Although I’ve been to San Francisco many times, it was my first trip there that stands out as an extra special memory.
I was 18 years old and halfway through my first year of community college, when my friends (Deanne and Jenn) and I decided to take a road trip up the California coast to check out several college campuses. It was December 1992…the days when we dressed in oversized flannels, baggy jeans and clunky hiking boots (because apparently it was really cool to look like a lumberjack). It also explains the grainy, somewhat blurry photos. This was back in the day, when you had to wait to have your photos developed at the drugstore before you’d get to see what they actually looked like; you lived on pure faith, clicking away and hoping that somewhere in that reel of film, you’d get a decent shot or two.
Deanne, Jenn, and I had grown up together on the same street and had been friends since we were about 5 years old. But now, as young adults, it was the first time we got to take a road trip on our own…no parents or chaperones, just the three of us. We borrowed Deanne’s mom’s minivan (thanks, Denise!) and headed up the California coastline in that maroon Ford Aerostar.
There’s nothing more exhilarating that hitting the open road, blasting music as loud as you can and driving without any particular plan. There was no such thing as GPS back then (at least not the type that was accessible to the average driver), so it was just us, our road maps and our Thomas Guides (remember Thomas Guides?!) and seeing where the highway would take us. The soundtrack to our road trip included James Taylor, the Doobie Brothers, Harry Connick, Jr. and Frank Sinatra (perhaps odd choices for the year 1992, but hey, what can I say? I guess we were old souls).
In between our visits to several universities, we made stops along the coast and enjoyed the breathtaking California views. It was exciting to dream about our respective futures, and equally exciting to finally settle in San Francisco for a few days to explore the city at our leisure and freedom. We did all the touristy stuff you’d expect during a first trip to San Fran: meeting colorful characters down on Haight Street, exploring Little Italy, drinking hot mocha and eating chocolate in Ghirardelli Square, accidentally stumbling upon the windiest part of Lombard Street (as we navigated down the hill, we were terribly afraid that the Aerostar was going to tip over), and almost being blown away by the aggressive winds while visiting the Golden Gate Bridge (seriously, the wind was so strong; we were actually fighting to stand upright). And of course, there was the shopping. You’d think that we’d do our shopping in a fun and hip area like Union Square. But being the clueless, novice tourists that we were, we chose to do our shopping around Fisherman’s Wharf, where Jenn appropriately bought a fisherman’s hat and Deanne and I bought matching berets, which we wore devotedly throughout the rest of the trip (because, why wouldn’t you wear berets while traipsing through the streets of San Francisco?).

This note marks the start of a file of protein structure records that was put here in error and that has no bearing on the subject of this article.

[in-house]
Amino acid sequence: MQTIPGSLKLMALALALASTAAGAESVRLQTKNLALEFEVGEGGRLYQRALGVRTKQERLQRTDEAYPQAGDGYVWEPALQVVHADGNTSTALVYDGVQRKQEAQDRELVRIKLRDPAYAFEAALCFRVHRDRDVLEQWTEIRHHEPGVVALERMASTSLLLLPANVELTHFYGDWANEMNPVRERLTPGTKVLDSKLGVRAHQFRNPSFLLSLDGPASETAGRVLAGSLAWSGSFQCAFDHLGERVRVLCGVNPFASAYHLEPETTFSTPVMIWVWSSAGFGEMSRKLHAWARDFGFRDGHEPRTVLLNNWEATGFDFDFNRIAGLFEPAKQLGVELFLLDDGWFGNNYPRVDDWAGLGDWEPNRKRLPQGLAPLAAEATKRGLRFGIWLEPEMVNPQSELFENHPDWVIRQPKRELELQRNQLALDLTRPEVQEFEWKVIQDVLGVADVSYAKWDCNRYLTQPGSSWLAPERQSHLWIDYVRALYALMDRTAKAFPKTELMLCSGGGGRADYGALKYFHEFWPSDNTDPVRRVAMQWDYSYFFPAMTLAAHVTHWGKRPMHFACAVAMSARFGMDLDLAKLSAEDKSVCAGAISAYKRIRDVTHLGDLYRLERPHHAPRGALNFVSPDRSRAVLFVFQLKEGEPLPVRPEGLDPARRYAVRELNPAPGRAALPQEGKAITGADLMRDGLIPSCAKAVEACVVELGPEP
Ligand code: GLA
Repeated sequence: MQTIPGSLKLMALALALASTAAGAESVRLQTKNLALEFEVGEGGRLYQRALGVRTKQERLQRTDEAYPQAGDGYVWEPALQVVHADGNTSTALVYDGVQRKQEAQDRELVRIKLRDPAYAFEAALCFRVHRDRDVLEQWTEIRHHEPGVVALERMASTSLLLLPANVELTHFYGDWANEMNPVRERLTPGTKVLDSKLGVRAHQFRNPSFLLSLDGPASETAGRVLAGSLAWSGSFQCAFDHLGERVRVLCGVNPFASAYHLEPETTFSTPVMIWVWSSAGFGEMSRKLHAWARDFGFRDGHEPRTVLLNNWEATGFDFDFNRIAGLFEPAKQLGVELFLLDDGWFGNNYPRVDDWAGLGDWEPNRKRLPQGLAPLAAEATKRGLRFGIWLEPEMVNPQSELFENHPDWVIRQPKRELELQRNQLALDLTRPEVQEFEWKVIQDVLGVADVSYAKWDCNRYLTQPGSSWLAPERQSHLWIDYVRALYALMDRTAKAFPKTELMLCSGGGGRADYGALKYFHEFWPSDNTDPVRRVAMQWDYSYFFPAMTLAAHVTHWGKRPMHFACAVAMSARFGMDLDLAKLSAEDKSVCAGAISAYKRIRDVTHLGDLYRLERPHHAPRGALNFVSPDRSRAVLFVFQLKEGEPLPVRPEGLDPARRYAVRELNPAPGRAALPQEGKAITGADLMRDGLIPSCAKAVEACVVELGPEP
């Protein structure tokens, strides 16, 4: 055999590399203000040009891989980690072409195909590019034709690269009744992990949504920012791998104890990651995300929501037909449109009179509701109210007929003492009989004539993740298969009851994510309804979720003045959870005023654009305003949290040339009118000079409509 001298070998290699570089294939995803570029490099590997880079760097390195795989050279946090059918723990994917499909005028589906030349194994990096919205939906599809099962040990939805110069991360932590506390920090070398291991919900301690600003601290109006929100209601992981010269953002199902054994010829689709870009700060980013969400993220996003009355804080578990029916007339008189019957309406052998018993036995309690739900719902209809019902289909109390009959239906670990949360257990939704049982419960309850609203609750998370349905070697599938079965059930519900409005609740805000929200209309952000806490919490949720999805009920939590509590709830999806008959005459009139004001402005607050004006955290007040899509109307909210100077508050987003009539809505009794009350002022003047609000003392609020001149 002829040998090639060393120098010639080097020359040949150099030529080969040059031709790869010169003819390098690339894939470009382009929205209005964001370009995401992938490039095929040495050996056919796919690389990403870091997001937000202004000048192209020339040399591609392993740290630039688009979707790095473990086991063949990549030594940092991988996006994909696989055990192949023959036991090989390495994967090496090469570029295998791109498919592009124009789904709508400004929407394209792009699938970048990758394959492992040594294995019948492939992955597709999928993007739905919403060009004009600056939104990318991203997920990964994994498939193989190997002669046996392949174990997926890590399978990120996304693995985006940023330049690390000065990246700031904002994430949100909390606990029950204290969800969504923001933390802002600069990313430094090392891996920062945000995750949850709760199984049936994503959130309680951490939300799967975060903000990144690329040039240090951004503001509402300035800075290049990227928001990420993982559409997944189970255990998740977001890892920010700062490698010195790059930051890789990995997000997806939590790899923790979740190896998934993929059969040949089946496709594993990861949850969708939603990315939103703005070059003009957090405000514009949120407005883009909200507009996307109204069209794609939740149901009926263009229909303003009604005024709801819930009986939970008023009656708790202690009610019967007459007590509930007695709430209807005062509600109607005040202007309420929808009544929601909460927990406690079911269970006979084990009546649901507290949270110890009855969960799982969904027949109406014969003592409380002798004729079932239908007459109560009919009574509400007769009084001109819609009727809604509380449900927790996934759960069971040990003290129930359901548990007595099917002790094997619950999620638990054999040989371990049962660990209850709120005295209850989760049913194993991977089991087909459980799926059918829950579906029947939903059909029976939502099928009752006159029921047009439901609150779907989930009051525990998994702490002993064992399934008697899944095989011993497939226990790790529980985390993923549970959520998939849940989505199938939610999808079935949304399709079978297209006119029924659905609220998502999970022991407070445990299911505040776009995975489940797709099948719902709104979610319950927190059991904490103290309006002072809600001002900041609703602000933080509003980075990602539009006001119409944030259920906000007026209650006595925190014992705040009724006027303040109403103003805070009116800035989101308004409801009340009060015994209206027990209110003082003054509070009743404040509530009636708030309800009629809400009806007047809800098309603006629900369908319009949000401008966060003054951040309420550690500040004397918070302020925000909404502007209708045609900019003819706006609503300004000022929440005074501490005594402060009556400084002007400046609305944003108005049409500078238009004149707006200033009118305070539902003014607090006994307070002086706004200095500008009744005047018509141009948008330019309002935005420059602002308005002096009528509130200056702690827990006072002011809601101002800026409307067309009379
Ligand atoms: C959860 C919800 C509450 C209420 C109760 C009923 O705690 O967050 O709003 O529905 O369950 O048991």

Although we didn’t know it yet, Deanne would eventually attend USF and become a resident of San Francisco for many years. We look back on that early visit and laugh at how green we were. But that was the fun of it: it was a time of being wide-eyed and free, having no restrictive agendas or responsibilities, just doing whatever we felt like doing. And laughing the entire time.
We were sad to have to head home, but the drive back was no less eventful. Little did we know, the Aerostar would meet its demise, breaking down about 75 miles outside of Los Angeles (fortunately, right as we were passing a Texaco station), and leaving us stranded at a roadside café off Interstate 5. So we waited there for several hours, writing in our journals and reflecting on our travels like worldly vagabonds (at least, that’s how we envisioned ourselves…flannel clad and all), while we waited for the car to be diagnosed and then for Deanne’s dad to come pick us up and save the day. Turns out that driving an Aerostar 120 mph down the 5 Freeway while failing to change gears when going uphill is not a smart idea.
Somehow we even romanticized breaking down in the middle of nowhere, finding it charming and exciting…an adventure, if you will (although I’m guessing Deanne’s parents did not agree with that sentiment). Ah, to be 18 again.
It’s hard not to look back at that time with fond nostalgia. As it turns out, we all ended up attending and graduating from universities along the California coast: Jenn at UC Santa Cruz, Deanne at the University of San Francisco, and me at UC Santa Barbara (go Gauchos!). We all went our separate ways during our college years, but have remained best friends to this day. Some of our tastes have changed (fortunately, we no longer wear oversized flannels or colorful berets) but at heart, we still are those young, wide-eyed 18 year-olds. Thinking back, that trip was not so much about where we ended up, but the fact that we had a blast while getting there.